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Br J Obstet Gynaecol. 1997 Feb;104(2):246-50.

Liver function tests in pre-eclampsia: importance of comparison with a reference range derived for normal pregnancy.

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Hammersmith Hospital, London, UK.



To determine reference ranges for liver function tests in uncomplicated pregnancy and to relate abnormal results by these criteria to outcome in pre-eclampsia.


Prospective, cross-sectional study to establish the reference ranges. Prospective observational study of women with pre-eclampsia.


Antenatal clinics and obstetric unit of St Mary's Hospital, London.


Four hundred and thirty women with uncomplicated pregnancies and 85 consecutive women with gestational hypertension.


Aspartate transaminase (AST), alanine transaminase (ALT), bilirubin and gamma glutamyl transferase (GGT) were measured to determine their ranges in normal pregnancy. The severity of pre-eclampsia was determined by the maximum blood pressure, creatinine and 24 h urinary protein; minimum platelet count; maternal complications; mode of and gestation at delivery; and fetal outcome with centile weight adjusted for gestational age and sex.


AST, ALT, bilirubin and GGT were each lower in uncomplicated pregnancy than the nonpregnant laboratory reference ranges. Of those cases with elevated liver function tests in the pre-eclampsia group, 37% were abnormal only by the new reference ranges. Using the new ranges, the prevalence of elevated liver function tests was significantly higher in the pre-eclampsia group (54%) than in those with pregnancy induced hypertension (14%) (P < 0.01). Amongst those with pre-eclampsia, abnormal liver function tests were associated with greater proteinuria (P < 0.05), lower platelet count (P < 0.001) and more maternal complications (P < 0.01) than normal liver function tests; there was no difference in the severity of hypertension between the groups.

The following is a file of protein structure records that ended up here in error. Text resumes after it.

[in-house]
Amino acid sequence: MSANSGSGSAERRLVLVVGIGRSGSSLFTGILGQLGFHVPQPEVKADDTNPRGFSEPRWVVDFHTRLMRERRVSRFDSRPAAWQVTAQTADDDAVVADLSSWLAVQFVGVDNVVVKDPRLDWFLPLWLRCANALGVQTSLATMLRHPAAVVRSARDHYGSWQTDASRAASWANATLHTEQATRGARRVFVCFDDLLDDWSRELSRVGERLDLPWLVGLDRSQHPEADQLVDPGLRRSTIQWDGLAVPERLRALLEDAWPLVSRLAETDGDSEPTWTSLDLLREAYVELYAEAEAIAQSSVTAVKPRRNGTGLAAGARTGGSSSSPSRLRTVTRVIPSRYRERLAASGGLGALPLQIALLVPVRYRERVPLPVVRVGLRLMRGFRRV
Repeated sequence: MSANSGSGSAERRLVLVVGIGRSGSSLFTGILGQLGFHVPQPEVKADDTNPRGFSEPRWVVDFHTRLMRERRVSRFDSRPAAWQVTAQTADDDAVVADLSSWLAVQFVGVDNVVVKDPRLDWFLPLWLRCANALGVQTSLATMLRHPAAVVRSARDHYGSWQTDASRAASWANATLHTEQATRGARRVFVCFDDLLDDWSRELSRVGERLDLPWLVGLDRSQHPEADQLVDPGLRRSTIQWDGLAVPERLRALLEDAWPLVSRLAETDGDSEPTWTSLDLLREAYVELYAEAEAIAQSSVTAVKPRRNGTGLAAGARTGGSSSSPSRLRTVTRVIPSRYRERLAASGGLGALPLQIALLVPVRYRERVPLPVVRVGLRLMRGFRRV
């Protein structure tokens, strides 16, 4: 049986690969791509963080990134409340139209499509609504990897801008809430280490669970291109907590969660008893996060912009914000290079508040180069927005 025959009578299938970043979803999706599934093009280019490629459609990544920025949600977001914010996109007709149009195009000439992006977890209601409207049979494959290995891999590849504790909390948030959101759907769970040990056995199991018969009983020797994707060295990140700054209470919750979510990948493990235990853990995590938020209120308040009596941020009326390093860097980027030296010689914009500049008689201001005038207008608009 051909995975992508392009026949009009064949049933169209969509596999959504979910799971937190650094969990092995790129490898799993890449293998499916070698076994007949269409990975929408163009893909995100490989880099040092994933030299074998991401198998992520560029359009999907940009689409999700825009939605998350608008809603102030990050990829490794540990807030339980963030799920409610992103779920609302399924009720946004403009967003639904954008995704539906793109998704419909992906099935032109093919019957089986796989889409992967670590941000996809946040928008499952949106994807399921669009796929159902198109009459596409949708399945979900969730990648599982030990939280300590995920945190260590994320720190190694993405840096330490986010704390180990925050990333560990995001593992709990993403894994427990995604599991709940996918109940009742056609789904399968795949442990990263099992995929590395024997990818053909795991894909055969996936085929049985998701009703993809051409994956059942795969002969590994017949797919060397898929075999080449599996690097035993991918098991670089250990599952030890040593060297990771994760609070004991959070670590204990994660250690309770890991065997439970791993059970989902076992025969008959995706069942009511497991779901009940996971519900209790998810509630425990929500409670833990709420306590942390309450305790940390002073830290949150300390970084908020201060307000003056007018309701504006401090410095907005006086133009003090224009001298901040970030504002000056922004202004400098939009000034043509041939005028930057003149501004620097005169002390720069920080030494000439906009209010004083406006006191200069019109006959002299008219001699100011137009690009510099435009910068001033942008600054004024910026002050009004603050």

Liver function tests are lower in normal pregnancy than the reference ranges currently used. Our pregnancy-derived ranges allow more precise identification of abnormal liver function in women with pre-eclampsia than is possible using standard reference ranges derived from a nonpregnant population.

[Indexed for MEDLINE]

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